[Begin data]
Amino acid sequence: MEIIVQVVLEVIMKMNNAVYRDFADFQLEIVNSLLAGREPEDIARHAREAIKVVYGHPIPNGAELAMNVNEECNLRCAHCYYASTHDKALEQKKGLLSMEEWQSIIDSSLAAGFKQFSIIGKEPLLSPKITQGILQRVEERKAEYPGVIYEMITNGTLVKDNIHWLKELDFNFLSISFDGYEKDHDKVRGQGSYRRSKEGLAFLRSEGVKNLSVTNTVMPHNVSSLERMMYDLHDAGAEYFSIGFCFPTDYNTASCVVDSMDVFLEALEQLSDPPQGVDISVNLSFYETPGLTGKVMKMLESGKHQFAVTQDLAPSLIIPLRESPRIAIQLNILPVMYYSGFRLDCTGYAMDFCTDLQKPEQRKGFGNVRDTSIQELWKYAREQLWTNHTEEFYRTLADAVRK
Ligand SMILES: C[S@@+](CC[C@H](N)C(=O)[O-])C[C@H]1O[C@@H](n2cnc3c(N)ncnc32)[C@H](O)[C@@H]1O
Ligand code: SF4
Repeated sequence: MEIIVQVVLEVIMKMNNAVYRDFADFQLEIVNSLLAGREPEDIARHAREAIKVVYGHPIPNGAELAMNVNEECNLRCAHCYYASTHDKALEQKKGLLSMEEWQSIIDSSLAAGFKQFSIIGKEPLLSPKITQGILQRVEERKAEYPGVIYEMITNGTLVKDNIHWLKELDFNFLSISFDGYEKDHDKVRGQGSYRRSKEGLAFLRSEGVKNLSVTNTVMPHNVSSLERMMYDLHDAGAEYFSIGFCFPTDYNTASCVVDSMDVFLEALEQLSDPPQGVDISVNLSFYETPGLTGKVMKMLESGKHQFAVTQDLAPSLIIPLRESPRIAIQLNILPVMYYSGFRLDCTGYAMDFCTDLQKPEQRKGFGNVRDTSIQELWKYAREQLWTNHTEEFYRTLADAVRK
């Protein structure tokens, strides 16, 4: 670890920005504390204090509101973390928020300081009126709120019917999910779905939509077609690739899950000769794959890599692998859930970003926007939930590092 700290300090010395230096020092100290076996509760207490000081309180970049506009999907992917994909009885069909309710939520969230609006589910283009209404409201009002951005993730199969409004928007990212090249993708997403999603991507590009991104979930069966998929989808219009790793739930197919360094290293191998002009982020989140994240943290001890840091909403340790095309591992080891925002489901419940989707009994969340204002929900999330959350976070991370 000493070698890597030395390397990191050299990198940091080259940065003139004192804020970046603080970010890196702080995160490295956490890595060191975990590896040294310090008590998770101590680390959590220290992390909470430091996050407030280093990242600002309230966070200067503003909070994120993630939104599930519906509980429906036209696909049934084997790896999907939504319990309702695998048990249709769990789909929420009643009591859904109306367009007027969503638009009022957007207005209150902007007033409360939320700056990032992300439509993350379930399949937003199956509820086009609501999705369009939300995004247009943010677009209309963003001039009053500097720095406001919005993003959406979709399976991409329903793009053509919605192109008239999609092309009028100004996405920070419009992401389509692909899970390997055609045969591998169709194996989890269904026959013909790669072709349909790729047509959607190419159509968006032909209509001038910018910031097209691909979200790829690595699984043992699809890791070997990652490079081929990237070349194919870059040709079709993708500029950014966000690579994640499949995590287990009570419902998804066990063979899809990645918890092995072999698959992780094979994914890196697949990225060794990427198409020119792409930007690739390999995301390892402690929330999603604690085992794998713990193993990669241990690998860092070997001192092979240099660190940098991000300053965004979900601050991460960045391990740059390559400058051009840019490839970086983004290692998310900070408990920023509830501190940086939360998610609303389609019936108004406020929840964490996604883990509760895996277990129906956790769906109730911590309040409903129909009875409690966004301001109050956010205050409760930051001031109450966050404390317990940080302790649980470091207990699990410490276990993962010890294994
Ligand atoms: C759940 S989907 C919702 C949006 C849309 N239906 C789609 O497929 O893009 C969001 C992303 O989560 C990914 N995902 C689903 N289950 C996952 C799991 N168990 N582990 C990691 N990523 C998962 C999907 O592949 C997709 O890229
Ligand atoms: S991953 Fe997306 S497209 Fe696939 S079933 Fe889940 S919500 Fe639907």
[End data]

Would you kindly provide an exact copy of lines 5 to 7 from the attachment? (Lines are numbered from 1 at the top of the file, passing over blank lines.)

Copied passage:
């Protein structure tokens, strides 16, 4: 670890920005504390204090509101973390928020300081009126709120019917999910779905939509077609690739899950000769794959890599692998859930970003926007939930590092 700290300090010395230096020092100290076996509760207490000081309180970049506009999907992917994909009885069909309710939520969230609006589910283009209404409201009002951005993730199969409004928007990212090249993708997403999603991507590009991104979930069966998929989808219009790793739930197919360094290293191998002009982020989140994240943290001890840091909403340790095309591992080891925002489901419940989707009994969340204002929900999330959350976070991370 000493070698890597030395390397990191050299990198940091080259940065003139004192804020970046603080970010890196702080995160490295956490890595060191975990590896040294310090008590998770101590680390959590220290992390909470430091996050407030280093990242600002309230966070200067503003909070994120993630939104599930519906509980429906036209696909049934084997790896999907939504319990309702695998048990249709769990789909929420009643009591859904109306367009007027969503638009009022957007207005209150902007007033409360939320700056990032992300439509993350379930399949937003199956509820086009609501999705369009939300995004247009943010677009209309963003001039009053500097720095406001919005993003959406979709399976991409329903793009053509919605192109008239999609092309009028100004996405920070419009992401389509692909899970390997055609045969591998169709194996989890269904026959013909790669072709349909790729047509959607190419159509968006032909209509001038910018910031097209691909979200790829690595699984043992699809890791070997990652490079081929990237070349194919870059040709079709993708500029950014966000690579994640499949995590287990009570419902998804066990063979899809990645918890092995072999698959992780094979994914890196697949990225060794990427198409020119792409930007690739390999995301390892402690929330999603604690085992794998713990193993990669241990690998860092070997001192092979240099660190940098991000300053965004979900601050991460960045391990740059390559400058051009840019490839970086983004290692998310900070408990920023509830501190940086939360998610609303389609019936108004406020929840964490996604883990509760895996277990129906956790769906109730911590309040409903129909009875409690966004301001109050956010205050409760930051001031109450966050404390317990940080302790649980470091207990699990410490276990993962010890294994
Ligand atoms: C759940 S989907 C919702 C949006 C849309 N239906 C789609 O497929 O893009 C969001 C992303 O989560 C990914 N995902 C689903 N289950 C996952 C799991 N168990 N582990 C990691 N990523 C998962 C999907 O592949 C997709 O890229
Ligand atoms: S991953 Fe997306 S497209 Fe696939 S079933 Fe889940 S919500 Fe639907």